I heard this phrase for the very 1st time in 2005 at someone's promotion speech as they described how the assignment that got them promoted had been one of their toughest ever. This was 3.5 years ago. The phrase stuck cause it felt cool to enunciate. I repeated it to myself for a few days, finally relegating it to the status of a fancy term I'd like to use given the opportunity.
Which is when the powers that be decided I needed to learn through experience. Enunciation was just not good enough for Ms. Tic.
There was October 05 to Feb 06 which had me working non-stop under the most stress I had ever encountered in my sheltered existence. It wasn't just the deadlines. It was the deadlines coupled with the need to suddenly grow up at work and outside it. It wasn't just the late hours all week; it was the late hours with no one to go home to. And there were no weekends worth speaking of. It was all work and more work. And then some more.
By the end of a 3 month spate of long hours, I was close to a breakdown and had to go back home on what could certainly have qualified as 'medical' leave.
Of course, when I look back upon this time, it strikes me as the era of my best ever work in the assignment. What we started back then amidst the hours and the late nights is a legacy that has stayed on even after every single one from the original team moved on.
Today, I remember very little of the long hours or lonely evenings. What I DO remember rather clearly, is being productive and being amply rewarded for it. :-)
Then there was 2007.
The year that as it started had 'personal hell' written all over it. Replete with what seemed like earth shattering disappointments, it seemed like the year would beat me down by the time it ended. There were days so awful, I had to physically force myself to just go about doing the things that constitute living - cooking, eating, writing, working and the like.
And yet, when I look back at the year, it's tough to remember many specific instances of pain. There is the fleeting memory of bad phases, but most of all what has stayed in mind is how it turned out to be one of the richest as far as personal accomplishments go.
The 100th and possibly 200th blog post were written within this year. A very fun production was kick started. My 1st ever solo trip (New York) finally happened (setting into motion a series of events I would never have anticipated). Mogambo made her presence felt. The Penguin made her grand entry. I discovered Jamie Oliver, Curtis, Nigella and reveled in the joy of dishing out one new dish after another in my poorly constructed, yet well stocked kitchen. After putting it off for almost 3 years, I enrolled for singing lessons and actually enjoyed them.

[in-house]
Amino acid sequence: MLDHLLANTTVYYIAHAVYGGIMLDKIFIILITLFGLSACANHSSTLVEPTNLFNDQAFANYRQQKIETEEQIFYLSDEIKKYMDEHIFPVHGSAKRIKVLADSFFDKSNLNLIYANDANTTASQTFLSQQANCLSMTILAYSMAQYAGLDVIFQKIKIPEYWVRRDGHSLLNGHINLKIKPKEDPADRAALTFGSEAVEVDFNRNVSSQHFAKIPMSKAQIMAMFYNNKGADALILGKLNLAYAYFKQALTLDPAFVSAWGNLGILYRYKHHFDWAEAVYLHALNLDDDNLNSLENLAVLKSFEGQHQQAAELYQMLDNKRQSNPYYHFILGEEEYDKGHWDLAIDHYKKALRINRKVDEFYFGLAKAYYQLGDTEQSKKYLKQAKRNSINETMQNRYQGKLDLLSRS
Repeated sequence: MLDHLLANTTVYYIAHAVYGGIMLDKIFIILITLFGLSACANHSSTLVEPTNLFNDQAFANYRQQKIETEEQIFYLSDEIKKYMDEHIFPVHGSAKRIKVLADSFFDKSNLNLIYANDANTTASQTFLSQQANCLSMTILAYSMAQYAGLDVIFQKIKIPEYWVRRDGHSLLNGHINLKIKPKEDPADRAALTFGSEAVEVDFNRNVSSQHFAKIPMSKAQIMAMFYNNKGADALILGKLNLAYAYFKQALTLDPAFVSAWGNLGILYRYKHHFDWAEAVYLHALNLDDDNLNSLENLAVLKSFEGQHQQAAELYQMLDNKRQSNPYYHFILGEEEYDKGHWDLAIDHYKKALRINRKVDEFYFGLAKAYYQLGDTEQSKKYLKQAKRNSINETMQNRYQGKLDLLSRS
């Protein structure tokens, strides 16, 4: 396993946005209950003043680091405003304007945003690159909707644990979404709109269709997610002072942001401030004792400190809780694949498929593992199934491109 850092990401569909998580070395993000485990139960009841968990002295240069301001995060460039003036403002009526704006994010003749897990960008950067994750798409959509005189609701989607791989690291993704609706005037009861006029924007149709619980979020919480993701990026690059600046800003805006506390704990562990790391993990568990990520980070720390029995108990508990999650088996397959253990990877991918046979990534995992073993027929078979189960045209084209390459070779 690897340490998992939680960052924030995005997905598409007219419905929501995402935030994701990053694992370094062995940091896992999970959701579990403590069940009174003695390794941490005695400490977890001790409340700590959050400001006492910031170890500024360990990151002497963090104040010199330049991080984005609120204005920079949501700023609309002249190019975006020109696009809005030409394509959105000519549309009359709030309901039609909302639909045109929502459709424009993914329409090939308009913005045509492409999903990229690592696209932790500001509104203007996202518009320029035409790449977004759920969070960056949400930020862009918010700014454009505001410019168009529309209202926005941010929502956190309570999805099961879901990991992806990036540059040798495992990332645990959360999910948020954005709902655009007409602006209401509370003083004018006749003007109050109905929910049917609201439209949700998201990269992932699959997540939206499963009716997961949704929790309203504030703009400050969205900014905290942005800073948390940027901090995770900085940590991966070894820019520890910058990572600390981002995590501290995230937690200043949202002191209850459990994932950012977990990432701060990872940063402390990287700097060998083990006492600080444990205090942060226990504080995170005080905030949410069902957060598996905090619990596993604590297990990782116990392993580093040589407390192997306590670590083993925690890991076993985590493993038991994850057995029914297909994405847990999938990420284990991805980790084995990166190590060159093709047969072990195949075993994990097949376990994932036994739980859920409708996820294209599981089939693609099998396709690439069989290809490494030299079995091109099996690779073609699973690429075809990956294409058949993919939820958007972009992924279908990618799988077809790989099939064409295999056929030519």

With the Penguin leading the way, I entered one new experience after another with a mind that decided it wanted to be more open than closed. Auctions, new resturants, random plays, funky recipes - you name it, I tried it.
And for the 1st time in my life, I think I learned how to embrace optimism. And perhaps cultivated the slightest ability to laugh at myself. Precious! :D
Worth a mention here is that the year marked my 1st ever interaction with the world of Bharat Matrimony.
Fun fact: Every guy I was introduced to through BM ended up getting hitched within about 6 months of having met me. To another woman, of course. In exactly the order that I met them. EXACTLY.
(Incredible, I know!)
And although I whined and cried through it all, wondering why I had to put myself through a process I had little or no enthusiasm for, I do believe it helped the cliched process of self awareness and might have played a big role in making me realize what kind of person I wanted to be with.
No small feat, that!
And finally 2008.
While the dust settled on other parts of my life, this year gave me reason to wonder if I could ever continue in a job that was starting to get so physically and mentally exhausting. With my health sauntering coolly out the door, the hurting hand made me snappy and impatient at work and curtailed my physical ability to put in even a few extra hours if I wanted to. I questioned everything from my willingness to my ability to perform and went through intense self doubt and more intense physical pain.
And yet, in retrospect, 2008 seems like a year that was WELL worth living through. The work was great and more importantly, projects that took the most out of me turned out to be worth every minute that was spent on them. I have new found respect for my health and have learned my discipline with medicines the hard way. Most importantly, the lessons I've learned in the last 8 months at work, bitter as they were to experience, have provided perspective I would never have acquired otherwise.
Cliche after cliche, I know. Yet, all of it true.
It didn't dawn upon me until recently why the phrase 'Baptism by fire' was termed as such.
Now I understand. That moment when you stand at the exit door of an experience that was all agony as you went through it and look back. That moment that you feel cleansed and richer for the experience. That moment that you *know* why it all happened.
That moment, when you finally accept that the goodness of the outcome is so overpowering that it drowns out the memory of everything bad that happened, it's when you've had your personal baptism by fire.
Baptism, indeed :)